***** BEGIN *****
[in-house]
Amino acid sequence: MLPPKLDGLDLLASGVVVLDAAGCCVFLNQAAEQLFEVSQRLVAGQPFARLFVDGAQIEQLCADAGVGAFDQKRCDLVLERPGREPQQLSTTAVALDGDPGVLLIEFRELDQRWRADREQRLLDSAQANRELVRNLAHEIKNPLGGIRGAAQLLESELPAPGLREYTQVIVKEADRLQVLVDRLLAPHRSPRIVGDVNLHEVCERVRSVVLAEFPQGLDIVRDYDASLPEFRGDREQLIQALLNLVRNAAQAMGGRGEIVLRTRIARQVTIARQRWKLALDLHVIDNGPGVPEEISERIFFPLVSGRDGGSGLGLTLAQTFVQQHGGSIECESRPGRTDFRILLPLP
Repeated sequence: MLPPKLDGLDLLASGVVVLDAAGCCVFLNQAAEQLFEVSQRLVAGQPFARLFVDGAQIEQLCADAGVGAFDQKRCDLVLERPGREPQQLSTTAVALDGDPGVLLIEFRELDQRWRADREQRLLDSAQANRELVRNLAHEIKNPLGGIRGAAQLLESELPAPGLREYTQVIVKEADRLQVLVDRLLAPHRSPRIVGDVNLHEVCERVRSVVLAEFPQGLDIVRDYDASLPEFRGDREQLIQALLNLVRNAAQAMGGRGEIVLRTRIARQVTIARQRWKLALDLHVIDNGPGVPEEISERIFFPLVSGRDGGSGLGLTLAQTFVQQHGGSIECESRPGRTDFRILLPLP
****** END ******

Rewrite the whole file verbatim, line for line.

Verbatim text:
[in-house]
Amino acid sequence: MLPPKLDGLDLLASGVVVLDAAGCCVFLNQAAEQLFEVSQRLVAGQPFARLFVDGAQIEQLCADAGVGAFDQKRCDLVLERPGREPQQLSTTAVALDGDPGVLLIEFRELDQRWRADREQRLLDSAQANRELVRNLAHEIKNPLGGIRGAAQLLESELPAPGLREYTQVIVKEADRLQVLVDRLLAPHRSPRIVGDVNLHEVCERVRSVVLAEFPQGLDIVRDYDASLPEFRGDREQLIQALLNLVRNAAQAMGGRGEIVLRTRIARQVTIARQRWKLALDLHVIDNGPGVPEEISERIFFPLVSGRDGGSGLGLTLAQTFVQQHGGSIECESRPGRTDFRILLPLP
Repeated sequence: MLPPKLDGLDLLASGVVVLDAAGCCVFLNQAAEQLFEVSQRLVAGQPFARLFVDGAQIEQLCADAGVGAFDQKRCDLVLERPGREPQQLSTTAVALDGDPGVLLIEFRELDQRWRADREQRLLDSAQANRELVRNLAHEIKNPLGGIRGAAQLLESELPAPGLREYTQVIVKEADRLQVLVDRLLAPHRSPRIVGDVNLHEVCERVRSVVLAEFPQGLDIVRDYDASLPEFRGDREQLIQALLNLVRNAAQAMGGRGEIVLRTRIARQVTIARQRWKLALDLHVIDNGPGVPEEISERIFFPLVSGRDGGSGLGLTLAQTFVQQHGGSIECESRPGRTDFRILLPLP